Queensland: Up early for extra fun

By Denise Montgomery

On a trip to see the Sevens, Denise Montgomery finds seven other highlights on the Gold Coast

View from Balloons Aloft, of the Gold Coast, Queensland. Photo / Supplied
View from Balloons Aloft, of the Gold Coast, Queensland. Photo / Supplied

At 8am, mid-October, as I was lying on a Gold Coast beach, my sister texted from Auckland to say she was too cold to think. Meanwhile my son was at cricket, but the pitch was under water.

We all know the weather's better on the GC. What you might not know is how spring sun lifts your mood. Queensland has stuck by its "no daylight saving" rule, so it's light - and bright - at 5.30am. By 7am only the sloths aren't pounding the Esplanade or riding a bike along it. That's how I came to be reading on the sand at 8am, having done my exercise for the day including a quick dip (brisk but bearable). I'd passed hundreds of people walking and cycling at 6.30am - it helps that they have such an accessible waterfront.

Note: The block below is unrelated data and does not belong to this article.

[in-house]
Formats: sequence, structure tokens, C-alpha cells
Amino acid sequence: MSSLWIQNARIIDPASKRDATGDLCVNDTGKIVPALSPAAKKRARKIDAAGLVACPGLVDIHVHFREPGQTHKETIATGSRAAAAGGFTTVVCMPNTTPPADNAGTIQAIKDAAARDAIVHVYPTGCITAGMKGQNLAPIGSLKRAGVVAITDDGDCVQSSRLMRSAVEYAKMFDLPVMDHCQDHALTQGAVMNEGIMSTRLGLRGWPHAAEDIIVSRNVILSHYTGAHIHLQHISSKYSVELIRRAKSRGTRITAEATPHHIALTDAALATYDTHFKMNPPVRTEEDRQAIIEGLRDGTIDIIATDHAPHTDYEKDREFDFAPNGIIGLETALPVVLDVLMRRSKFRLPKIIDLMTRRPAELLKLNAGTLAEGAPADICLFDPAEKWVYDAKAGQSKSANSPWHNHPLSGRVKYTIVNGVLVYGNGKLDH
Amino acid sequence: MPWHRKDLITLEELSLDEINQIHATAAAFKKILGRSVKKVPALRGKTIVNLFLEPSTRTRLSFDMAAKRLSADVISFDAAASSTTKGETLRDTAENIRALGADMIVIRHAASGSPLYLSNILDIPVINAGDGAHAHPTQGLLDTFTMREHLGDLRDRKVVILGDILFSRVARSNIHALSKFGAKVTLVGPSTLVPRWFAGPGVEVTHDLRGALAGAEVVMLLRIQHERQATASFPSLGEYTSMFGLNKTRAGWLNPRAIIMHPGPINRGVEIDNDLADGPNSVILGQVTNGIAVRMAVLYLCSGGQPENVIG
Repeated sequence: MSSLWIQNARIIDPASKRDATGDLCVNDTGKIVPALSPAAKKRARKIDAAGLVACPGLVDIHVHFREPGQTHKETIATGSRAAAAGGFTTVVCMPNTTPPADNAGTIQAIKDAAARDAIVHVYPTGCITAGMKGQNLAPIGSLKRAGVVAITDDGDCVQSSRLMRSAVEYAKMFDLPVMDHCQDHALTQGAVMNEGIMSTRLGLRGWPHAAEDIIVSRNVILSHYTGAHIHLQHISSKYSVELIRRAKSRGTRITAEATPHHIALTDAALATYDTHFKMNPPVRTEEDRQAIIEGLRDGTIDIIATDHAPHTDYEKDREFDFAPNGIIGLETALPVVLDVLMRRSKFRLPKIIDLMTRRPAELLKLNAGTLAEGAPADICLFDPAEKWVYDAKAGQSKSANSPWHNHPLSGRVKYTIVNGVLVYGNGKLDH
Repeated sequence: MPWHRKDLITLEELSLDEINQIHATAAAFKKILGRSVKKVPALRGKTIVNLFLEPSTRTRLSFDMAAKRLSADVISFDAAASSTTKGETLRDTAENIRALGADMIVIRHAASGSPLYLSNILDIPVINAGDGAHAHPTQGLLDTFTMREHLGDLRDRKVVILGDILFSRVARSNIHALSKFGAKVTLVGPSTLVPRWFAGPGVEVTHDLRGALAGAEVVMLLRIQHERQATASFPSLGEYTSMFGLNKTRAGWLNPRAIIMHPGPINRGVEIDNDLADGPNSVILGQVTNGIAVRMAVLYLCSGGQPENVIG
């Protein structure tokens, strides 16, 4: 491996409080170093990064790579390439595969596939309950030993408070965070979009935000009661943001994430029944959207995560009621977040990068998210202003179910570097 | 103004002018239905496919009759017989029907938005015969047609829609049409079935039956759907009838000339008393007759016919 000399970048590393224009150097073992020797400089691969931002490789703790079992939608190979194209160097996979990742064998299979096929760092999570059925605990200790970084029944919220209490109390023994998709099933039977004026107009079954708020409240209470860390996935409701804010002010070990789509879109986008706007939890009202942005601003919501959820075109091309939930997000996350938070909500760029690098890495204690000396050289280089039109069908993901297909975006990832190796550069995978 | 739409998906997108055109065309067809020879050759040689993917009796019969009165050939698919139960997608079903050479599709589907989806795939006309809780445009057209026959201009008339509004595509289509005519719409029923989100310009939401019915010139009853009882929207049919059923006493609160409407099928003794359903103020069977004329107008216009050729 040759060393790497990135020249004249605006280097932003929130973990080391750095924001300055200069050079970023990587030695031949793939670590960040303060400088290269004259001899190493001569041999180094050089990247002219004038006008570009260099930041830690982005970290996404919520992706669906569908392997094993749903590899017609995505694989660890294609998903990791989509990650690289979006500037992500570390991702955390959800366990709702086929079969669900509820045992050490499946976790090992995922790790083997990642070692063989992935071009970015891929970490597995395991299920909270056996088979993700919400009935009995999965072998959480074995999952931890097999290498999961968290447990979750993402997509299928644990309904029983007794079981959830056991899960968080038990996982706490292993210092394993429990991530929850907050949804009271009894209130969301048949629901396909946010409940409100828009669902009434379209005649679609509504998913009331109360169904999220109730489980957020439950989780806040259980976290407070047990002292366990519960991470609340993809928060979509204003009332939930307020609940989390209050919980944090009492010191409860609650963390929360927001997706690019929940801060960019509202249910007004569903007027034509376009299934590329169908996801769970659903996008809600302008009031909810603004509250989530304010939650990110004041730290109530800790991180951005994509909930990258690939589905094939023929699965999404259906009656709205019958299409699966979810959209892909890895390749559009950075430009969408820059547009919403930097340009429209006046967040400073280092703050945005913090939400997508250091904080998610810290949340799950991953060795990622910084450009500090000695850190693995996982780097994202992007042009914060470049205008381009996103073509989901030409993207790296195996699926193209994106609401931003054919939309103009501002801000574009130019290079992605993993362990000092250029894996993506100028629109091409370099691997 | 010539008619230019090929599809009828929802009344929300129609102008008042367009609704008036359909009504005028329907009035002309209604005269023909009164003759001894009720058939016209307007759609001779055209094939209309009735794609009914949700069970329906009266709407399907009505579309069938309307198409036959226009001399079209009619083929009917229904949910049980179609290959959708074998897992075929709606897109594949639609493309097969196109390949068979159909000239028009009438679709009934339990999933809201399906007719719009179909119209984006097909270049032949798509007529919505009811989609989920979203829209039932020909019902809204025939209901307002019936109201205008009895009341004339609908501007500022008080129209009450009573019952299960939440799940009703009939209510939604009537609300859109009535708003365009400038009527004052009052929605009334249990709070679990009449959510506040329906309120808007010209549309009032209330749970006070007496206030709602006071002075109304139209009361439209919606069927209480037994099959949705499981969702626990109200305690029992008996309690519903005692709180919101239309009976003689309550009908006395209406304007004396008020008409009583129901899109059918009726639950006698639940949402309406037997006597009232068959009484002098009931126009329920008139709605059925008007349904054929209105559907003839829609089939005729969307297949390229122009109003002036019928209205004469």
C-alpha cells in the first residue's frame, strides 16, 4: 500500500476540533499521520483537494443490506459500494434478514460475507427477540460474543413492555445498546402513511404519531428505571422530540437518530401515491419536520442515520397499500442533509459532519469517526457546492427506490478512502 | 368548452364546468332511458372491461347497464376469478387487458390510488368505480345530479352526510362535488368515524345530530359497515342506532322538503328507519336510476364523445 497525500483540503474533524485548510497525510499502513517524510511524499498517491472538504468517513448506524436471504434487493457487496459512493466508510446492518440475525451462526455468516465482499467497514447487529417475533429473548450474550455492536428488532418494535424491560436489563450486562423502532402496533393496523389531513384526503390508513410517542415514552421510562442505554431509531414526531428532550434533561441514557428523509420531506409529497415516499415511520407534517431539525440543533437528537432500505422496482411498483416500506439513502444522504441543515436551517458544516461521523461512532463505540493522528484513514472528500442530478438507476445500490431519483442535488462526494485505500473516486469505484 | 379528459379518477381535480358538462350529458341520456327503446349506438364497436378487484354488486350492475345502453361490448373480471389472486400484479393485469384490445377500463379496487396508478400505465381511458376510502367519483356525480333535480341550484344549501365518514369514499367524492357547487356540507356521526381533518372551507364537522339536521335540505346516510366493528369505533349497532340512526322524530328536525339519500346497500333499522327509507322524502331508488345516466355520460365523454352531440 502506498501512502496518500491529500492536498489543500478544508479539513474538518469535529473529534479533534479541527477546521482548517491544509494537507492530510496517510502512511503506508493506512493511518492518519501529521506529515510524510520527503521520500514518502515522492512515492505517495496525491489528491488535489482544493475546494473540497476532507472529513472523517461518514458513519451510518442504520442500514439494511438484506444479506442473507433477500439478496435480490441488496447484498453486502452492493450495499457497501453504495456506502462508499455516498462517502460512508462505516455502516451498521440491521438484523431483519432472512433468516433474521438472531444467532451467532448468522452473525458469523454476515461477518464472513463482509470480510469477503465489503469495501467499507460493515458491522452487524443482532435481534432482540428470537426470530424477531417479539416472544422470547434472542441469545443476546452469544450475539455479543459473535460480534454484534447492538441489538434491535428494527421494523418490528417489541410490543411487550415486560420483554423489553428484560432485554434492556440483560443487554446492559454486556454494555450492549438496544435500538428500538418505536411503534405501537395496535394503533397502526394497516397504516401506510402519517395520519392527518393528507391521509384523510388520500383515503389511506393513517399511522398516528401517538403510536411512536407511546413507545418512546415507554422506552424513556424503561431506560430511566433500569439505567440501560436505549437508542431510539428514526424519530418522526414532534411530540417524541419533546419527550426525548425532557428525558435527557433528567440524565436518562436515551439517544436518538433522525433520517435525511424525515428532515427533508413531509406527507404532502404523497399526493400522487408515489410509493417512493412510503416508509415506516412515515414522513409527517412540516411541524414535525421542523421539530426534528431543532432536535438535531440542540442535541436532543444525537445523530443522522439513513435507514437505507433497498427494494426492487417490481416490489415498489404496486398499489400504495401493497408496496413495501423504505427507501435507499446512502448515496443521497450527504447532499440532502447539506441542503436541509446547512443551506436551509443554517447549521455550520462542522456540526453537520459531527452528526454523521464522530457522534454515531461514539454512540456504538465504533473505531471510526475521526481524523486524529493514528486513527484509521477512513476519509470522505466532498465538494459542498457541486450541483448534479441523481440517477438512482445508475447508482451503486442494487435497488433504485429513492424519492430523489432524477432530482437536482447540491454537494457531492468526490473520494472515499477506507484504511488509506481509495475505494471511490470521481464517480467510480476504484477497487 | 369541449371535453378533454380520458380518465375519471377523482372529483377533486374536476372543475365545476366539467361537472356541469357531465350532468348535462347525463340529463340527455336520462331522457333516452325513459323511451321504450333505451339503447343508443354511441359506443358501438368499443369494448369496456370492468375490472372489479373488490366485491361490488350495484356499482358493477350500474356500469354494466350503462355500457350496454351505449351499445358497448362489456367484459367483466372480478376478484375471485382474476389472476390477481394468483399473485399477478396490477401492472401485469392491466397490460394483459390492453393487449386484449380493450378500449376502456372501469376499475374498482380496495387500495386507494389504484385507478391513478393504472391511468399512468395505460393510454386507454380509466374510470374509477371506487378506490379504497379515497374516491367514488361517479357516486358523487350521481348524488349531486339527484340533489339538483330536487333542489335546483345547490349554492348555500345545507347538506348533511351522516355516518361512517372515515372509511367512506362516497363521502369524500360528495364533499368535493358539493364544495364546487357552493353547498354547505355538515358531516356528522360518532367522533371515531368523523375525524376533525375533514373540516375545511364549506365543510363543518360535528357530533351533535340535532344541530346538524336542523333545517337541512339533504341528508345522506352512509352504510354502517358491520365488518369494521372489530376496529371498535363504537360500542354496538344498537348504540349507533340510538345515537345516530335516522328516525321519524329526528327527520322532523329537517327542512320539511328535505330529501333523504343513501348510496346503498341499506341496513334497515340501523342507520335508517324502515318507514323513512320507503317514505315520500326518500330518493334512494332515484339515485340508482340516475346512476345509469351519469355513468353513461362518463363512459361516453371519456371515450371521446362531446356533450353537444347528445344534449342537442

Here for the Gold Coast Sevens, I'd decided to find seven other fun things to do during my four-day stay. (Stay longer and add in the Gold Coast 600 V8s, October 25-27. See surfersparadise.v8supercars.com.au).

The Gold Coast Sevens was added to the IRB's Sevens World Series in 2011, and is the venue for the first round of the nine-country road show. Head over from Friday morning to Monday evening for the Sevens, and here's seven fun things to do that aren't funparks.